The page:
· The legacy of trauma is carried throughout childhood and into adulthood.
· Helping children understand the reasons behind their maltreatment and neglect and is the task of good therapeutic reparenting, appropriate therapy and professional input throughout childhood and adolescence.
· Contact has to fit into this model, not be a disconnected adjunct.
2. LEGISLATION OR UNDERSTANDING?
· The idea that legislation, which by definition is rigid and fixed, can fulfil the complex and changing patterns of appropriate contact for an adopted child over many years is too simplistic and inflexible.
· Such legislation would be almost impossible to enforce.
· It must be remembered that many birth parents have shown little empathy for their children, hostility to professionals and sometimes disrespect the law. Do we really expect these people to adhere to a “no contact” agreement? What happens when they don’t?
· The suggestion that a “Permission Filter” (38) be sought by birth parents from the court is potentially a massive time waster and again impossible to enforce. It could add to delay.
· The suggestion (paragragh 40) that “any further contact between their child and their childs birth parent is now a matter exclusively for the adoptive family” is naïve and almost denies the significance of birth parents. We know that birth parents always matter to the child. It almost smells like the old fashioned mindset of “forget them now you are adopted”. We have massive evidence demonstrating that strategy is flawed.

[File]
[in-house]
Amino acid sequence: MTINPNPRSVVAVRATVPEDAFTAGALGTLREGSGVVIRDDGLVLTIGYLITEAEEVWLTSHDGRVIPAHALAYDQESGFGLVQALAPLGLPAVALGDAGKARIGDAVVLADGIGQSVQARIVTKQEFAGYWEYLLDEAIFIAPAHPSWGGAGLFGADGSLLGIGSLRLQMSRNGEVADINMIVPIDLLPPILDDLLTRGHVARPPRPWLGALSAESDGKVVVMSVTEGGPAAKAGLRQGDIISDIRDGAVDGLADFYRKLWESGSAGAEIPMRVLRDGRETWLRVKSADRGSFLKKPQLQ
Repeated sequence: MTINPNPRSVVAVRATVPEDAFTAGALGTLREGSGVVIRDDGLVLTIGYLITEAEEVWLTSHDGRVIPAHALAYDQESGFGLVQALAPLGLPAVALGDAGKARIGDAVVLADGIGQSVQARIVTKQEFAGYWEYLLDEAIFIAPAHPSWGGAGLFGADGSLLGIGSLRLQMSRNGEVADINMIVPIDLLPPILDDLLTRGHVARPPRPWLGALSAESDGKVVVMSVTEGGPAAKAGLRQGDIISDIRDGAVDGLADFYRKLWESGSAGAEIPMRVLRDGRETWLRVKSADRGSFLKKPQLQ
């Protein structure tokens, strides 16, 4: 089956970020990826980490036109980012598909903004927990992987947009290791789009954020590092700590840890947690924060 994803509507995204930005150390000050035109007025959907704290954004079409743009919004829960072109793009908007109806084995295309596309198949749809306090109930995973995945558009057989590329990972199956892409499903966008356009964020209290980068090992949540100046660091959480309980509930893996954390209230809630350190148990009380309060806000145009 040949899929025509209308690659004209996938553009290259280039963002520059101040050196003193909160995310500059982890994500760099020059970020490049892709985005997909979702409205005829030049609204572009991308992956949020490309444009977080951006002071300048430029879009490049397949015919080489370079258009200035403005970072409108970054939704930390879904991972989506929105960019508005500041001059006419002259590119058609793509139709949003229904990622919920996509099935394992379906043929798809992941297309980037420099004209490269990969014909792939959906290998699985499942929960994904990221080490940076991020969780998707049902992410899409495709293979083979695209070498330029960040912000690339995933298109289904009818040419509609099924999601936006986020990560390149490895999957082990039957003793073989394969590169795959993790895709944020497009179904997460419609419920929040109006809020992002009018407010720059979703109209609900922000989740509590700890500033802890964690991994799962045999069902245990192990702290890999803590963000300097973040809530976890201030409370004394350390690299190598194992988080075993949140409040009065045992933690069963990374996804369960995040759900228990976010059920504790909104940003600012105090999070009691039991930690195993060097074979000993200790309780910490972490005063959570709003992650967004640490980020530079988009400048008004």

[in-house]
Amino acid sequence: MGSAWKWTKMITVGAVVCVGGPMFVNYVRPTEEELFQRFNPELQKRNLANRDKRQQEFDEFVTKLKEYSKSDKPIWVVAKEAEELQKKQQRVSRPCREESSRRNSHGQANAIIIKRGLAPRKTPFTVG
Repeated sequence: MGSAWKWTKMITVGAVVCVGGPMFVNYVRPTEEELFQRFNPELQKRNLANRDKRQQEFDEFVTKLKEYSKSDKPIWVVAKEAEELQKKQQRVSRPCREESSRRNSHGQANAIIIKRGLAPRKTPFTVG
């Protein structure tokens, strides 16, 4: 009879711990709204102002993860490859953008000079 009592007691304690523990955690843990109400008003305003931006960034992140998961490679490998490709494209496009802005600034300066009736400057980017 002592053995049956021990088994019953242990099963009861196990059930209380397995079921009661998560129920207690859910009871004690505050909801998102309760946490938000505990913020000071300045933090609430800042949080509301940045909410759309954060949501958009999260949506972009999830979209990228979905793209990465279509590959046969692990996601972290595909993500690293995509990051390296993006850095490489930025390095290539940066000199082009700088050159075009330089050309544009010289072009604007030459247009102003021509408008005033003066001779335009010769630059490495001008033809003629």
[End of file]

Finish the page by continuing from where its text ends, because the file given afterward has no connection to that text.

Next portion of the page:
· What precise “recourse” (49) for adopters is envisaged “where informal contact arrangements were causing difficulties”? How are birth parents to be prevented from sending texts, emails or similar? I can just imagine the headline “I was imprisoned for sending a text to my daughter”. This is unworkable and unenforceable. Additionally; it has the potential for children to use it as ammunition against their adoptive or foster parents. “You stopped me seeing my Mum”.
· The best method to manage contact is by giving children 100% truth about their past in an age appropriate way, creating a coherent, honest life story which they can digest and process as they mature. Contact should be incorporated into the process. This requires a massive improvement in post adoption support, therapeutic work to make sense of their history and much therapeutic reparenting. It’s not a quick fix.
3. CRITERIA FOR “BEST INTEREST”
The “prism of the child’s best interest” (31) is a lovely phrase and I hope:
a) the criteria and spectrum for “best interest” will be detailed and defined
b) this prism will consider how “best interest” is served and perceived in the short, medium and particularly, in the long term.
· For example a well facilitated contact session for a younger child may be upsetting, but without it, their adolescence may be blighted through ignorance and unanswered questions. Unresolved trauma increases with time, which has consequences.